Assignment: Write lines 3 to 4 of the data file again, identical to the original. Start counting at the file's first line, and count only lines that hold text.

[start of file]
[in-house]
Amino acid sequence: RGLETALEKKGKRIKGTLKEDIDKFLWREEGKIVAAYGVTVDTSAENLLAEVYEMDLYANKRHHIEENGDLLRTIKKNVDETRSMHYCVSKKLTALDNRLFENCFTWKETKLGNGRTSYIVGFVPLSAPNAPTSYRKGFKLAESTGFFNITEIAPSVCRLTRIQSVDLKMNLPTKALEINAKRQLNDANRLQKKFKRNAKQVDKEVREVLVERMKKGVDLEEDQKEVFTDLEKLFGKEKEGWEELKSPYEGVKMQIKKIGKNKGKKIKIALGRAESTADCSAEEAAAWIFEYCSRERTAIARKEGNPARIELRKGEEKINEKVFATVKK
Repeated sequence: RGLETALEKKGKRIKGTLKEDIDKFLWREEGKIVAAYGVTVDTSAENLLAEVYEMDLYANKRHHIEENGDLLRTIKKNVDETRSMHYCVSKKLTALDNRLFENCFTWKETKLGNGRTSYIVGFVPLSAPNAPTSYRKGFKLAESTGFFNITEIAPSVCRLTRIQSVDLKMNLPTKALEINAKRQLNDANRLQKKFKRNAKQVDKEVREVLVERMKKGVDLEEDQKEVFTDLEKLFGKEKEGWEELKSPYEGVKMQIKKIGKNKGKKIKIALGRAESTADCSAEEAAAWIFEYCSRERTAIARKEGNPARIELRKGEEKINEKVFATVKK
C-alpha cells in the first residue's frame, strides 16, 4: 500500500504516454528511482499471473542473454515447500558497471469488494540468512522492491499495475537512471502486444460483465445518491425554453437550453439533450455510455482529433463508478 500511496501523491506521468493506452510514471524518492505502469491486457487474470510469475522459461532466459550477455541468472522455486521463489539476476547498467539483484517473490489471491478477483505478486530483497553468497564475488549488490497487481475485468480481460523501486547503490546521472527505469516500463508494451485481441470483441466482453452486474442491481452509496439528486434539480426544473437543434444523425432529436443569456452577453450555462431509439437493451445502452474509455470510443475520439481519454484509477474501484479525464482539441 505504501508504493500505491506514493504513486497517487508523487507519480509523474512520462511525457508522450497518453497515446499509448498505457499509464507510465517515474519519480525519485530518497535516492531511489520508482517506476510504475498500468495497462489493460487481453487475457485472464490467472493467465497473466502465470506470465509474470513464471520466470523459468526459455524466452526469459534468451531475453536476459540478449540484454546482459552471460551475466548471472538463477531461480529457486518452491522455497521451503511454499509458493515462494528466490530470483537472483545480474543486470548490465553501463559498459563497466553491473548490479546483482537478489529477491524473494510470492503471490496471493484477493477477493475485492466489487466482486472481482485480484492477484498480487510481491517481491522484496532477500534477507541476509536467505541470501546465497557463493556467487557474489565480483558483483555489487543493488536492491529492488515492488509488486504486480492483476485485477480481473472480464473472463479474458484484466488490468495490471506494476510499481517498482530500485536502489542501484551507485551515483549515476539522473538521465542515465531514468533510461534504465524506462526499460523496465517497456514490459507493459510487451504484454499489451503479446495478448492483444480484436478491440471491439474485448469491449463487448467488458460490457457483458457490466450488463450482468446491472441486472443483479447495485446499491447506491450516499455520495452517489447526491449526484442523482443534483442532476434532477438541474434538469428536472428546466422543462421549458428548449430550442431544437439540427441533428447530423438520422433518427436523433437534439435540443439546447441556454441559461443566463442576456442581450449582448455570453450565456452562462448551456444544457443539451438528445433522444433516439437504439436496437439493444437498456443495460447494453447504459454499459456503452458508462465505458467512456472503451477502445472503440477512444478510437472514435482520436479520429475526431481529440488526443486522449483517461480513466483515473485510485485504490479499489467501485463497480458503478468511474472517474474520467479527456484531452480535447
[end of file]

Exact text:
Repeated sequence: RGLETALEKKGKRIKGTLKEDIDKFLWREEGKIVAAYGVTVDTSAENLLAEVYEMDLYANKRHHIEENGDLLRTIKKNVDETRSMHYCVSKKLTALDNRLFENCFTWKETKLGNGRTSYIVGFVPLSAPNAPTSYRKGFKLAESTGFFNITEIAPSVCRLTRIQSVDLKMNLPTKALEINAKRQLNDANRLQKKFKRNAKQVDKEVREVLVERMKKGVDLEEDQKEVFTDLEKLFGKEKEGWEELKSPYEGVKMQIKKIGKNKGKKIKIALGRAESTADCSAEEAAAWIFEYCSRERTAIARKEGNPARIELRKGEEKINEKVFATVKK
C-alpha cells in the first residue's frame, strides 16, 4: 500500500504516454528511482499471473542473454515447500558497471469488494540468512522492491499495475537512471502486444460483465445518491425554453437550453439533450455510455482529433463508478 500511496501523491506521468493506452510514471524518492505502469491486457487474470510469475522459461532466459550477455541468472522455486521463489539476476547498467539483484517473490489471491478477483505478486530483497553468497564475488549488490497487481475485468480481460523501486547503490546521472527505469516500463508494451485481441470483441466482453452486474442491481452509496439528486434539480426544473437543434444523425432529436443569456452577453450555462431509439437493451445502452474509455470510443475520439481519454484509477474501484479525464482539441 505504501508504493500505491506514493504513486497517487508523487507519480509523474512520462511525457508522450497518453497515446499509448498505457499509464507510465517515474519519480525519485530518497535516492531511489520508482517506476510504475498500468495497462489493460487481453487475457485472464490467472493467465497473466502465470506470465509474470513464471520466470523459468526459455524466452526469459534468451531475453536476459540478449540484454546482459552471460551475466548471472538463477531461480529457486518452491522455497521451503511454499509458493515462494528466490530470483537472483545480474543486470548490465553501463559498459563497466553491473548490479546483482537478489529477491524473494510470492503471490496471493484477493477477493475485492466489487466482486472481482485480484492477484498480487510481491517481491522484496532477500534477507541476509536467505541470501546465497557463493556467487557474489565480483558483483555489487543493488536492491529492488515492488509488486504486480492483476485485477480481473472480464473472463479474458484484466488490468495490471506494476510499481517498482530500485536502489542501484551507485551515483549515476539522473538521465542515465531514468533510461534504465524506462526499460523496465517497456514490459507493459510487451504484454499489451503479446495478448492483444480484436478491440471491439474485448469491449463487448467488458460490457457483458457490466450488463450482468446491472441486472443483479447495485446499491447506491450516499455520495452517489447526491449526484442523482443534483442532476434532477438541474434538469428536472428546466422543462421549458428548449430550442431544437439540427441533428447530423438520422433518427436523433437534439435540443439546447441556454441559461443566463442576456442581450449582448455570453450565456452562462448551456444544457443539451438528445433522444433516439437504439436496437439493444437498456443495460447494453447504459454499459456503452458508462465505458467512456472503451477502445472503440477512444478510437472514435482520436479520429475526431481529440488526443486522449483517461480513466483515473485510485485504490479499489467501485463497480458503478468511474472517474474520467479527456484531452480535447